Applications open: Dwingeloo 2024 Summer Research Programme

Published on 2 January 2024

© Benito Marcote


JIVE and ASTRON invite graduate and advanced undergraduate students with background in astronomy, physics, computer science, or related fields to apply for their 2024 Summer Research Programme.

Spanning 10-12 weeks, the programme offers up to 7 grants for research projects on diverse topics like radio galaxies, observational cosmology, fast radio bursts, and more, with guidance provided by JIVE and ASTRON staff members.

Scheduled for the first week of June 2024, the programme takes place at the Observatory in Dwingeloo, the Netherlands. The application deadline is 31 January 2024, 23:59 CET. Successful candidates will be provided with accommodation in the area close to the Observatory, a modest stipend of €190 per week for up to three months and full travel reimbursement.

To apply, interested students should use the registration form on the programme's website. Two letters of reference are mandatory, and referees' names and contact information must be filled in before submitting the application. Applicants are advised to confirm with referees that they received an email from the application committee before the deadline.

In the event of any changes or cancellations, selected participants will be notified well in advance.

For further details, read here.

For inquiries, please contact or


Additional information



The Joint Institute for VLBI ERIC (JIVE) is a research infrastructure, serving as the support centre for the European VLBI Network (EVN). JIVE operates the EVN data processor and offers assistance to astronomers throughout the observational process with the EVN. Its primary goal is to advance the use of Very Long Baseline Interferometry (VLBI) and other radio astronomical techniques. JIVE is headquartered in Dwingeloo, the Netherlands, housed by ASTRON.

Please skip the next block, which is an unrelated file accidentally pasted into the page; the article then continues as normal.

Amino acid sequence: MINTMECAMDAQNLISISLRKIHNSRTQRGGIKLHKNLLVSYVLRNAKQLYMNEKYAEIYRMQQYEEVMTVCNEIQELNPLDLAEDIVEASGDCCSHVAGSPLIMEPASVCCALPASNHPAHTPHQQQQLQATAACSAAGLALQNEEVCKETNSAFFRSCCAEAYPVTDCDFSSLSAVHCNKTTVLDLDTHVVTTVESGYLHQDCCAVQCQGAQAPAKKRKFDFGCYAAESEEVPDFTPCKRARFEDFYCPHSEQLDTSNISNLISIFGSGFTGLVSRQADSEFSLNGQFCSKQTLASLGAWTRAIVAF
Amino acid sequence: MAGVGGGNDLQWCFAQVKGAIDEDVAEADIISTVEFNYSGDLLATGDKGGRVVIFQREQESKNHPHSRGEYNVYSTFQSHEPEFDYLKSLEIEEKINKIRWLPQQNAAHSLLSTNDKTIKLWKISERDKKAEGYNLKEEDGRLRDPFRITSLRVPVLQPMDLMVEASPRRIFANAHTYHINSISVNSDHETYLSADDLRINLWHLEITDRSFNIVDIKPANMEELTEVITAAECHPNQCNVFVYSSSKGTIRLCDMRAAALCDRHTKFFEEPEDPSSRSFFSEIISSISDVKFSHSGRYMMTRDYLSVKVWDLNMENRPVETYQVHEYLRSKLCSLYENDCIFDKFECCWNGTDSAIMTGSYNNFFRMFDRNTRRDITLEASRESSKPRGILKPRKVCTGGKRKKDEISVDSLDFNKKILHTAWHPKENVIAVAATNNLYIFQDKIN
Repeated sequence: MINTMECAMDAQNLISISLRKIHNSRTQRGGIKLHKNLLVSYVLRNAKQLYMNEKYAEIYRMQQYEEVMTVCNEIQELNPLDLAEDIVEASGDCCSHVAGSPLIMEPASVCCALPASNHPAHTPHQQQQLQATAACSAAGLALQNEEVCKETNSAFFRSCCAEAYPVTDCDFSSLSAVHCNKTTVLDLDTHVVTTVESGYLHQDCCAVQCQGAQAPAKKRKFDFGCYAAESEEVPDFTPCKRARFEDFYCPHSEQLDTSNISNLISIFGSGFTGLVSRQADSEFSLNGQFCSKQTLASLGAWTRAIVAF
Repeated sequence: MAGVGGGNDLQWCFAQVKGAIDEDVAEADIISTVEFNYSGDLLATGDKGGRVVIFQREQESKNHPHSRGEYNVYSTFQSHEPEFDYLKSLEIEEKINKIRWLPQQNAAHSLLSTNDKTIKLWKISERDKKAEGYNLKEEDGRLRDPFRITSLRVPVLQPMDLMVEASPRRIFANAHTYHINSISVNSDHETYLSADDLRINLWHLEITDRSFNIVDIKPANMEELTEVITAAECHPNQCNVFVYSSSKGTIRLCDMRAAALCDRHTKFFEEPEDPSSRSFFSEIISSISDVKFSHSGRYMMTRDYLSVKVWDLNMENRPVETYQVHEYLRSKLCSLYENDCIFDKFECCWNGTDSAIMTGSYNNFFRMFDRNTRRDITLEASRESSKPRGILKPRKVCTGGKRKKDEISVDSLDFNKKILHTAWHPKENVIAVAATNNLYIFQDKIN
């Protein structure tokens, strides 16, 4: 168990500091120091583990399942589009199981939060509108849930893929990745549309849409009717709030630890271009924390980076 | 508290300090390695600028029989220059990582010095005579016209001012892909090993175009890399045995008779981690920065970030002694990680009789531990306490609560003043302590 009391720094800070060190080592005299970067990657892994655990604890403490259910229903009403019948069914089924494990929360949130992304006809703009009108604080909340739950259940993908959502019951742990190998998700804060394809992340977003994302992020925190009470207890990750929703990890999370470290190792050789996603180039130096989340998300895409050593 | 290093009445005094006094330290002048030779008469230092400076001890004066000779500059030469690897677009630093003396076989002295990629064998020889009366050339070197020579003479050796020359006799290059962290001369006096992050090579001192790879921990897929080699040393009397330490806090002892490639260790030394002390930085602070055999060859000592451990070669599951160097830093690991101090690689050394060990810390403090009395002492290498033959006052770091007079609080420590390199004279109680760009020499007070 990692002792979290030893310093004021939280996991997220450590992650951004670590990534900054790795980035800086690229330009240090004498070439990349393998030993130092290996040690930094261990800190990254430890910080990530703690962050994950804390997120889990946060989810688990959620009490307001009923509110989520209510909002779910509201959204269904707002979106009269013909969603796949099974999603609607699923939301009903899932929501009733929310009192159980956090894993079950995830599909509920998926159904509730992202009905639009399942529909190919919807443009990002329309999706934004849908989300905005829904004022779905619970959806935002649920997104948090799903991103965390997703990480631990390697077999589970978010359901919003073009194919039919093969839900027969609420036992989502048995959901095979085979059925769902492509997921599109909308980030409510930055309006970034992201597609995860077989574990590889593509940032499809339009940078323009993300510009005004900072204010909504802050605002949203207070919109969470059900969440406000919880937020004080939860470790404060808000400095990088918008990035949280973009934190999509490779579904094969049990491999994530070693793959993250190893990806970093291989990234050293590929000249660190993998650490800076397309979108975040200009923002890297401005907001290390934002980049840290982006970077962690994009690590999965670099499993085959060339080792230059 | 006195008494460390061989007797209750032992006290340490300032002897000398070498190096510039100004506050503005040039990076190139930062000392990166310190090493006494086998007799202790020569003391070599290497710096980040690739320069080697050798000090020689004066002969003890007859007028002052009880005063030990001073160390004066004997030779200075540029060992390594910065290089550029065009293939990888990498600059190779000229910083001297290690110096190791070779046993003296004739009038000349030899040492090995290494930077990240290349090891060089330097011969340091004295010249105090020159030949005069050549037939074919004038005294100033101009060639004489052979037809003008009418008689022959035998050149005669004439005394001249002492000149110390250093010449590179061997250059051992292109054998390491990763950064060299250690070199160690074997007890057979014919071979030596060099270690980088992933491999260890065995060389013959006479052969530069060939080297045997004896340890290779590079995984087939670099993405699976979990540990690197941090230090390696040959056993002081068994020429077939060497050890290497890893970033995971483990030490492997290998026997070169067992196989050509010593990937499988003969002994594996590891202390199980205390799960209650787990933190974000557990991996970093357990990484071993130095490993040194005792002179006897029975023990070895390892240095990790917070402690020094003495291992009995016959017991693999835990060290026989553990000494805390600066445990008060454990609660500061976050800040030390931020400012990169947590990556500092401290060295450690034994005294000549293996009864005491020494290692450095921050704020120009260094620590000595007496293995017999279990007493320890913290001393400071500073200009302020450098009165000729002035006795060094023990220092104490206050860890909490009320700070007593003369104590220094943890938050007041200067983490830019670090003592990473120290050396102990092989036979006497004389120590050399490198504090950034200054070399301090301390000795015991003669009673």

The European VLBI Network (EVN) is an interferometric array of radio telescopes spread throughout Europe, Asia, South Africa and the Americas that conducts unique, high-resolution, radio astronomical observations of cosmic radio sources. Established in 1980, the EVN has grown into the most sensitive VLBI array in the world, including over 20 individual telescopes, among them some of the world's largest and most sensitive radio telescopes. The EVN is composed of 13 Full Member Institutes and 5 Associated Member Institutes.



ASTRON is the Netherlands Institute for Radio Astronomy, ASTRON is part of the institutes organisation of NWO. Our mission is to make discoveries in radio astronomy happen. We do this by developing new and innovative technologies, operating world-class radio astronomy facilities, and pursuing fundamental astronomical research.